, Volume 23, Issue 5, pp 818–829 | Cite as

Toxicity of differently sized and coated silver nanoparticles to the bacterium Pseudomonas putida: risks for the aquatic environment?

  • Marianne MatzkeEmail author
  • Kerstin Jurkschat
  • Thomas Backhaus


Aim of this study was to describe the toxicity of a set of different commercially available silver nanoparticles (AgNPs) to the gram-negative bacterium Pseudomonas putida (growth inhibition assay, ISO 10712) in order to contribute to their environmental hazard and risk assessment. Different AgNP sizes and coatings were selected in order to analyze whether those characteristics are determinants of nanoparticle toxicity. Silver nitrate was tested for comparison. In general Pseudomonas putida reacted very sensitive towards the exposure to silver, with an EC05 value of 0.043 μg L−1 for AgNO3 and between 0.13 and 3.41 μg L−1 for the different AgNPs (EC50 values 0.16 μg L−1 for AgNO3, resp. between 0.25 and 13.4 μg L−1 for AgNPs). As the ionic form of silver is clearly the most toxic, an environmental hazard assessment for microorganisms based on total silver concentration and the assumption that AgNPs dissolve is sufficiently protective. Neither specific coatings nor certain sizes could be linked to increasing or decreasing toxicity. The characterization of particle behavior as well as the total and dissolved silver content in the medium during the exposures was not possible due to the high sensitivity of Pseudomonas (test concentrations were below detection limits), indicating the need for further development in the analytical domain. Monitored silver concentrations in the aquatic environment span six orders of magnitude (0.1–120,000 ng L−1), which falls into the span of observed EC05 values and might hence indicate a risk to environmental bacteria.


Pseudomonas putida Bacterial growth inhibition assay Silver nanoparticles Silver nitrate Environmental hazard assessment 



The authors thank the following people for their support and helpful discussions: Åsa Arrhenius (University of Gothenburg) for support with the experiments, Mark Ware (NanoSight) for help with recording the NTA videos, Jurgen Arning and Juliane Filser (University of Bremen) for supplying the NM-300 K and PL-Ag-S10 particles in the context of the UMSICHT R&D Project (Federal Ministry of Education and Research, Germany, 03X0091).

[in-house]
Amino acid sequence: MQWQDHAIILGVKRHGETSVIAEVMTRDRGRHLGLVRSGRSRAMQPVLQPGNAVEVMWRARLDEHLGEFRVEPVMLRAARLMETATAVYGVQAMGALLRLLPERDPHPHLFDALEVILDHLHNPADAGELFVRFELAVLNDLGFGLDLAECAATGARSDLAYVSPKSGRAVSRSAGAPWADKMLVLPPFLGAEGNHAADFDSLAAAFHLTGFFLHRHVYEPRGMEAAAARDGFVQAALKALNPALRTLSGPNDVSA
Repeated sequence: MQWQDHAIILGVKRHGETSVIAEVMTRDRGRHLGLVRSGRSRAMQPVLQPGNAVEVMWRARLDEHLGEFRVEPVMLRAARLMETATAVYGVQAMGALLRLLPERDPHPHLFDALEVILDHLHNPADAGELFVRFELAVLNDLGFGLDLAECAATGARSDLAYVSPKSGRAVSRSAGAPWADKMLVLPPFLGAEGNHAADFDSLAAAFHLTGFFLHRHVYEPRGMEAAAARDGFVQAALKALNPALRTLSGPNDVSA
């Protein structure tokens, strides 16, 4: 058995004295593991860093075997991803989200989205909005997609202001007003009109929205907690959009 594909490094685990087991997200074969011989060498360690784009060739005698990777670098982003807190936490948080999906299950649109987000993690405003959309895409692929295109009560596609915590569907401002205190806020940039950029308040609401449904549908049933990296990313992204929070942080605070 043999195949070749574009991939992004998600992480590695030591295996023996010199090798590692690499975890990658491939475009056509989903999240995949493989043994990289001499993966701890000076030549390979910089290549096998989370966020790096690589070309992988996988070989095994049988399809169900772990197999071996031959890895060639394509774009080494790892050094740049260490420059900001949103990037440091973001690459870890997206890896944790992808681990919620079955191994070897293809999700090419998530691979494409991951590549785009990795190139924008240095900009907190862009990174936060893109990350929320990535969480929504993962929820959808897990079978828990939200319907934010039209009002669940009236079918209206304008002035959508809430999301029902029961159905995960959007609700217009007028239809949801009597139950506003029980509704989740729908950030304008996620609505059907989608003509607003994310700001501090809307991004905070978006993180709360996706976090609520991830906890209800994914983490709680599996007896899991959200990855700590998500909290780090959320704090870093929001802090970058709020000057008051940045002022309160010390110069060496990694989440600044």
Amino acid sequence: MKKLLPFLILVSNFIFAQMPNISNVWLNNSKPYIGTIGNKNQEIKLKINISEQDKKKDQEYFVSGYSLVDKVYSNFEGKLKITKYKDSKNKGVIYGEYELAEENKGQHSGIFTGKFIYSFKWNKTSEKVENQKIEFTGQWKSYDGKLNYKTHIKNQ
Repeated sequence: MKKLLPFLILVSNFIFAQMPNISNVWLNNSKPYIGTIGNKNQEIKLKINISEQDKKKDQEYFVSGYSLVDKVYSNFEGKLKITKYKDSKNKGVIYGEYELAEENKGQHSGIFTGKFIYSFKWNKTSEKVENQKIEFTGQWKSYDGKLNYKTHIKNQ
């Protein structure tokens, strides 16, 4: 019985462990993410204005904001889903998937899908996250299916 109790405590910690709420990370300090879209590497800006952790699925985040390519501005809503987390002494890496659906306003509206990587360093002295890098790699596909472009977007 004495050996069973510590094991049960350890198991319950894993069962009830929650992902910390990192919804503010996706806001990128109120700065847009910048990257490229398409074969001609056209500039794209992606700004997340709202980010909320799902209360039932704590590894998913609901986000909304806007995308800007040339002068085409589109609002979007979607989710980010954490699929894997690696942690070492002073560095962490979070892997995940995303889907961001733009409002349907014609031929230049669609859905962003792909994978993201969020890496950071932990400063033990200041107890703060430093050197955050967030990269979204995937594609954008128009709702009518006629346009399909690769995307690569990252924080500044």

The study was financially supported by the Swedish Research Council (Projects NanoRisk and NanoSphere) and the European Commission (FP7 Project NanoFATE, NMP4-SL-2010-24773).

Conflict of interest

The authors declare that they have no conflict of interest.

Supplementary material

10646_2014_1222_MOESM1_ESM.docx (26 kb)
Supplementary material 1 (DOCX 26 kb)
10646_2014_1222_MOESM2_ESM.xlsx (15 kb)
Supplementary material 2 (XLSX 15 kb)


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Copyright information

© Springer Science+Business Media New York 2014

Authors and Affiliations

  • Marianne Matzke
    • 1
    • 3
    Email author
  • Kerstin Jurkschat
    • 2
  • Thomas Backhaus
    • 1
  1. 1.Department of Biological and Environmental SciencesUniversity of GothenburgGöteborgSweden
  2. 2.Department of MaterialsOxford University Begbroke Science ParkOxfordUnited Kingdom
  3. 3.Centre for Ecology and HydrologyNatural Environment Research CouncilWallingfordUnited Kingdom

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